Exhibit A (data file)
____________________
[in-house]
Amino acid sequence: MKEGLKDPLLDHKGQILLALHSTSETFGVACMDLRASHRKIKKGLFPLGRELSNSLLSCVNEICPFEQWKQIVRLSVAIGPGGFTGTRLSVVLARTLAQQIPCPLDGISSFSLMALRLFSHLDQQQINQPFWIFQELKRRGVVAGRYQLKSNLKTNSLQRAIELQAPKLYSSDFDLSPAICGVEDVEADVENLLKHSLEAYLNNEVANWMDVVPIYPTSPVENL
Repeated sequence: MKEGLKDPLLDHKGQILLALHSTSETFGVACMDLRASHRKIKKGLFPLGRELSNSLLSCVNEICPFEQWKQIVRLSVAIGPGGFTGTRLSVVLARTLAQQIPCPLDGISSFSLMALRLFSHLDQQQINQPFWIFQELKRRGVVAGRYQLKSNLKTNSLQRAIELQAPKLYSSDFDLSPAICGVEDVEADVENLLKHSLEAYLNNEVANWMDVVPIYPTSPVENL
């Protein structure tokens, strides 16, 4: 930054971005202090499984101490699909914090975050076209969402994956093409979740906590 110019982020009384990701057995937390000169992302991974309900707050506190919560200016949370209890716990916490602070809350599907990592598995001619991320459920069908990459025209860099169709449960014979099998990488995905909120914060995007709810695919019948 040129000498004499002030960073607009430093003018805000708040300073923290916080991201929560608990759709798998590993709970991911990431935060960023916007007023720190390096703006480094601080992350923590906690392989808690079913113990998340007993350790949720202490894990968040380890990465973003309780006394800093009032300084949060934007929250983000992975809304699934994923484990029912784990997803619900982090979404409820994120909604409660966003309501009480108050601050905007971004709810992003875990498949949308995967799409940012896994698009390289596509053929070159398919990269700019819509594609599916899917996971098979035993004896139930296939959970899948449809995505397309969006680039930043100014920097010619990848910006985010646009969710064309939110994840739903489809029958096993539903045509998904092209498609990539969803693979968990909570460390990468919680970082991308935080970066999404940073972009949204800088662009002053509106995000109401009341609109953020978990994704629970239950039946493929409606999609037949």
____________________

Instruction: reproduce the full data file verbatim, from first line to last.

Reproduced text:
[in-house]
Amino acid sequence: MKEGLKDPLLDHKGQILLALHSTSETFGVACMDLRASHRKIKKGLFPLGRELSNSLLSCVNEICPFEQWKQIVRLSVAIGPGGFTGTRLSVVLARTLAQQIPCPLDGISSFSLMALRLFSHLDQQQINQPFWIFQELKRRGVVAGRYQLKSNLKTNSLQRAIELQAPKLYSSDFDLSPAICGVEDVEADVENLLKHSLEAYLNNEVANWMDVVPIYPTSPVENL
Repeated sequence: MKEGLKDPLLDHKGQILLALHSTSETFGVACMDLRASHRKIKKGLFPLGRELSNSLLSCVNEICPFEQWKQIVRLSVAIGPGGFTGTRLSVVLARTLAQQIPCPLDGISSFSLMALRLFSHLDQQQINQPFWIFQELKRRGVVAGRYQLKSNLKTNSLQRAIELQAPKLYSSDFDLSPAICGVEDVEADVENLLKHSLEAYLNNEVANWMDVVPIYPTSPVENL
């Protein structure tokens, strides 16, 4: 930054971005202090499984101490699909914090975050076209969402994956093409979740906590 110019982020009384990701057995937390000169992302991974309900707050506190919560200016949370209890716990916490602070809350599907990592598995001619991320459920069908990459025209860099169709449960014979099998990488995905909120914060995007709810695919019948 040129000498004499002030960073607009430093003018805000708040300073923290916080991201929560608990759709798998590993709970991911990431935060960023916007007023720190390096703006480094601080992350923590906690392989808690079913113990998340007993350790949720202490894990968040380890990465973003309780006394800093009032300084949060934007929250983000992975809304699934994923484990029912784990997803619900982090979404409820994120909604409660966003309501009480108050601050905007971004709810992003875990498949949308995967799409940012896994698009390289596509053929070159398919990269700019819509594609599916899917996971098979035993004896139930296939959970899948449809995505397309969006680039930043100014920097010619990848910006985010646009969710064309939110994840739903489809029958096993539903045509998904092209498609990539969803693979968990909570460390990468919680970082991308935080970066999404940073972009949204800088662009002053509106995000109401009341609109953020978990994704629970239950039946493929409606999609037949």